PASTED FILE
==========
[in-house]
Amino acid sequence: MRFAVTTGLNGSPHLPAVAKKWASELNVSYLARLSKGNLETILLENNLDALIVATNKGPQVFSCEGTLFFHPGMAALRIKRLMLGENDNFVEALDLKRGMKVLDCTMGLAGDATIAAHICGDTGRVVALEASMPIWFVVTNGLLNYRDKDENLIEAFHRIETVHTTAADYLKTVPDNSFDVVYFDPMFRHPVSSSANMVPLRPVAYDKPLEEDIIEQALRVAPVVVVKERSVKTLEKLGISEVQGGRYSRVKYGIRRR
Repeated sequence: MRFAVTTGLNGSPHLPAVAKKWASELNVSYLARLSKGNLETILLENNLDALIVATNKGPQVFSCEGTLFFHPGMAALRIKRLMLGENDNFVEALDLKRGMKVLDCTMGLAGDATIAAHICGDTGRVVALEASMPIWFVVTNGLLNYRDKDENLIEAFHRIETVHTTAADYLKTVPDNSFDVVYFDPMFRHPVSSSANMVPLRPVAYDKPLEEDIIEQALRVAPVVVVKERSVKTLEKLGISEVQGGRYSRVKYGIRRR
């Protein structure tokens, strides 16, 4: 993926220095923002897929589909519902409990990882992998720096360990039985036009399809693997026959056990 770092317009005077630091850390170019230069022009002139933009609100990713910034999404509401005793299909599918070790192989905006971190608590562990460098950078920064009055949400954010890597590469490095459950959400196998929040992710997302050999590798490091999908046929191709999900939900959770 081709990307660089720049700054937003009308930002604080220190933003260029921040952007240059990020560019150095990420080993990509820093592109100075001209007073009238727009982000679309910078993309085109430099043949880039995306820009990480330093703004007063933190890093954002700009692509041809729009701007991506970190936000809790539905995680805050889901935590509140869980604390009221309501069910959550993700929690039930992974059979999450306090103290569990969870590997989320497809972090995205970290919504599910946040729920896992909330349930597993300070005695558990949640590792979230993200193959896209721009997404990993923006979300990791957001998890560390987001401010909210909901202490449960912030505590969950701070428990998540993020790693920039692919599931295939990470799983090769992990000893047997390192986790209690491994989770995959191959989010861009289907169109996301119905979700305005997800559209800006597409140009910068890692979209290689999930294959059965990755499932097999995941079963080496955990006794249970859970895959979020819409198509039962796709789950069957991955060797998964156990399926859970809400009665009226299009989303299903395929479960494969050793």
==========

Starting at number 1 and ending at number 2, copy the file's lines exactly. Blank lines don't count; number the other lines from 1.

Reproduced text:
[in-house]
Amino acid sequence: MRFAVTTGLNGSPHLPAVAKKWASELNVSYLARLSKGNLETILLENNLDALIVATNKGPQVFSCEGTLFFHPGMAALRIKRLMLGENDNFVEALDLKRGMKVLDCTMGLAGDATIAAHICGDTGRVVALEASMPIWFVVTNGLLNYRDKDENLIEAFHRIETVHTTAADYLKTVPDNSFDVVYFDPMFRHPVSSSANMVPLRPVAYDKPLEEDIIEQALRVAPVVVVKERSVKTLEKLGISEVQGGRYSRVKYGIRRR